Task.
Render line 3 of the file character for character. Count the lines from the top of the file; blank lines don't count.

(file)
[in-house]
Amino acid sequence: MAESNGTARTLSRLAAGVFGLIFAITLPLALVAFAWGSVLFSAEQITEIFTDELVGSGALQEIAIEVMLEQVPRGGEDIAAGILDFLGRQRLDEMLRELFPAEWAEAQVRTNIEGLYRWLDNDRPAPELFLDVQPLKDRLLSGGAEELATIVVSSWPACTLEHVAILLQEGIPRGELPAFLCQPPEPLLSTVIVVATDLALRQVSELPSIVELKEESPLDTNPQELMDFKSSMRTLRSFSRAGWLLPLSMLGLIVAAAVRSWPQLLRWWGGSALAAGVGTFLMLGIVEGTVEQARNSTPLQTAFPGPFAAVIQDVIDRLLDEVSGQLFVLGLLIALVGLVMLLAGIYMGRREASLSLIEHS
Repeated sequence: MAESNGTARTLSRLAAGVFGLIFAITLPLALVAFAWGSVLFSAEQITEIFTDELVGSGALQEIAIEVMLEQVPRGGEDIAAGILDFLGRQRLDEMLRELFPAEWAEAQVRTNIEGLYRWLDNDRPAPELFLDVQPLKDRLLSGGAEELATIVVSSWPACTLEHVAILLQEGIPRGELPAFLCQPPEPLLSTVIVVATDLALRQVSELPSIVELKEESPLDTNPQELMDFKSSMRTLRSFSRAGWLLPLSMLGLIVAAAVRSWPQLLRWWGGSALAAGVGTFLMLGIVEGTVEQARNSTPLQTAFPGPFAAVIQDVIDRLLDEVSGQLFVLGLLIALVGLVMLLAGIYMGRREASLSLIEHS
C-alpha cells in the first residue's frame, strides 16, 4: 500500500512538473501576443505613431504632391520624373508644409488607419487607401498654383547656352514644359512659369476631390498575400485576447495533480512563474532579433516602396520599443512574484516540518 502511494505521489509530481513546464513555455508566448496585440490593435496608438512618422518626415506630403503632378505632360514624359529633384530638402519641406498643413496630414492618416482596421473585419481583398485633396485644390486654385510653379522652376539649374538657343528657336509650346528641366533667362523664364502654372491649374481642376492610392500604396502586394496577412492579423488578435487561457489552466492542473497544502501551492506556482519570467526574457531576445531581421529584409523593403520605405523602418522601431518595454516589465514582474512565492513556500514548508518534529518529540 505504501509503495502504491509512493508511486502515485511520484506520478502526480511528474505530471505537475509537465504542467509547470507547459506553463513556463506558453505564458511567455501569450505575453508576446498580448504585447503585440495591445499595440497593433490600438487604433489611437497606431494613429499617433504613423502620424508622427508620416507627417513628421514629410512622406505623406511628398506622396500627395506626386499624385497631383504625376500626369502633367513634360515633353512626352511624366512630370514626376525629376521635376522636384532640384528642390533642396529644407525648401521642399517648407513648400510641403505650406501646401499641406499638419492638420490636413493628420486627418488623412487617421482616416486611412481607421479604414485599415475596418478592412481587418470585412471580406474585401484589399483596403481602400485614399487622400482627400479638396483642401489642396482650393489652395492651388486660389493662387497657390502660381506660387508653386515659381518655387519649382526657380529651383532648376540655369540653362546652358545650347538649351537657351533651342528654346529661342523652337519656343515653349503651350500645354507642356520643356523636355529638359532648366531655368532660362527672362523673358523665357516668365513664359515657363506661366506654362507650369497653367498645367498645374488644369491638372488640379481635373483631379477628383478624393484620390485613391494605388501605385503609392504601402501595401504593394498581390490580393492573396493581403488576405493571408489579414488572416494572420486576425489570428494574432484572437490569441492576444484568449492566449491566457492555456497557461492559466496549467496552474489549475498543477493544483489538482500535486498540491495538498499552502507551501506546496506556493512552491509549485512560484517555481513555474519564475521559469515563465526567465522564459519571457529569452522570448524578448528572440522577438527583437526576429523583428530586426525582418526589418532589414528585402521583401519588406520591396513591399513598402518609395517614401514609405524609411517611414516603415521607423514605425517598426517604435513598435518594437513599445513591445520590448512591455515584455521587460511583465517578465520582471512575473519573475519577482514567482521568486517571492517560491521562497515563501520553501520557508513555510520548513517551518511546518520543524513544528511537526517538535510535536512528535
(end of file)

Repeated sequence: MAESNGTARTLSRLAAGVFGLIFAITLPLALVAFAWGSVLFSAEQITEIFTDELVGSGALQEIAIEVMLEQVPRGGEDIAAGILDFLGRQRLDEMLRELFPAEWAEAQVRTNIEGLYRWLDNDRPAPELFLDVQPLKDRLLSGGAEELATIVVSSWPACTLEHVAILLQEGIPRGELPAFLCQPPEPLLSTVIVVATDLALRQVSELPSIVELKEESPLDTNPQELMDFKSSMRTLRSFSRAGWLLPLSMLGLIVAAAVRSWPQLLRWWGGSALAAGVGTFLMLGIVEGTVEQARNSTPLQTAFPGPFAAVIQDVIDRLLDEVSGQLFVLGLLIALVGLVMLLAGIYMGRREASLSLIEHS